• human experiments - a series of tests of chemical substances on human volunteers at their Aberdeen

  • facilities.

  • In total, they would experiment on around eight thousand people over close to three

  • decades, and test over two hundred and fifty chemicals.

  • Most would be midspectrum incapacitants, or drugs that cause a mental effect without much

  • in the way of long-term physical consequences.

  • For airborne gases, the government would use a wind tunnel to deliver the compound in a

  • way similar to how it would be blown by the wind on the battlefield.

  • Now, the government just needed to get volunteers.

  • While the use of human subjects in experiments on potential chemical weapons was controversial,

  • the government tried to stay above board with how they conducted it.

  • No enlisted men were ordered by their commanding officers to be part of these experiments.

  • Instead, the government conducted a series of recruitments at Army installations.

  • The soldiers would be shown a short film and given some handouts to explain the experiment,

  • and those who showed interest were given a medical and psychological screening.

  • The Army wanted men who were healthy and able to withstand the effects of the compounds,

  • but they also needed to be in the right frame of mind and know their limits.

  • Men who were too enthusiastic and wanted to see how much they could handle were usually

  • rejected, but those with an interest in science were prime recruits.

  • It was surprisingly easy to get the men they needed.

  • By the time the military had gone through ten Army bases, they would often be given

  • four to six hundred applications.

  • They would be winnowed down to no more than one hundred, and these soldiers would be brought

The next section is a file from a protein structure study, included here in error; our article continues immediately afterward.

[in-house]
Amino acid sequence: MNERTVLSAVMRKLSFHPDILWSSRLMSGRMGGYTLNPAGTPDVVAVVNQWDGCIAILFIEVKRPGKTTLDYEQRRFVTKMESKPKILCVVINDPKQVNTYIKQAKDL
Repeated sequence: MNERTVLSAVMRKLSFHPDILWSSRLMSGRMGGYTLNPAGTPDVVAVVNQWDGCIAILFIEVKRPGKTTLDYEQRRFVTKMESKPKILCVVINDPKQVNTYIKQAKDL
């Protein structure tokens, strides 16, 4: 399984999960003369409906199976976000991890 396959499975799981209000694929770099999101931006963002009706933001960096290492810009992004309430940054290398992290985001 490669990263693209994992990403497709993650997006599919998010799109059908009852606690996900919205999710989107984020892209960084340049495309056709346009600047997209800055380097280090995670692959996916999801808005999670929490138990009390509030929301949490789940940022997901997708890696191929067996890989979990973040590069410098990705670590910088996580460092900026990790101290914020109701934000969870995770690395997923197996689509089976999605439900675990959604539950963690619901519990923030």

• to Edgewood where they would serve one to two months as test subjects.

  • There were perks for volunteering - a small allowance, free weekends, and only light duty

  • while volunteering.

  • But it still wasn't for the faint of heart - because these test subjects would be spending

  • some very unpleasant hours being exposed to substances that could cause chaos in large

  • amounts.

  • So what substances were tested?

  • The government was particularly interested in the effects of popular drugs and if they

  • could be weaponized.

  • LSD, a psychoactive drug notorious for causing intense hallucinations and altered thoughts,

  • was thought to be a potential way to send an opposing army into a panic.

  • THC, one of the key components in marijuana, had no known lethal dose and was seen as a

  • possible tool for slowing down enemy soldiers and reducing their aggression levels.

  • The same goes for benzodiazepines, which lower brain activity and are commonly used to treat

  • anxiety and insomnia.

  • Making an entire enemy army fall asleep would certainly be an effective tool in a war.

  • But there was one drug that was considered of particular interest.

  • BZ, also known as 3-Quinuclidinyl benzilate, is an odorless and stable powder that can

  • survive a lot - even being spread by hot munitions.

  • It can dissolve in most subjects, and has powerful effects - including a state of delirium.

  • Subjects exposed become confused, start to hallucinate, and find it challenging to perform

  • even basic tasks.

  • It can also cause some uncomfortable and distracting physical effects, including temporary blindness,

  • a high heart rate, overheating, dry mouth, and skin disorders.

  • But can it kill?

  • Unlike many other chemical weapons, it has a very high lethal dose - with people needing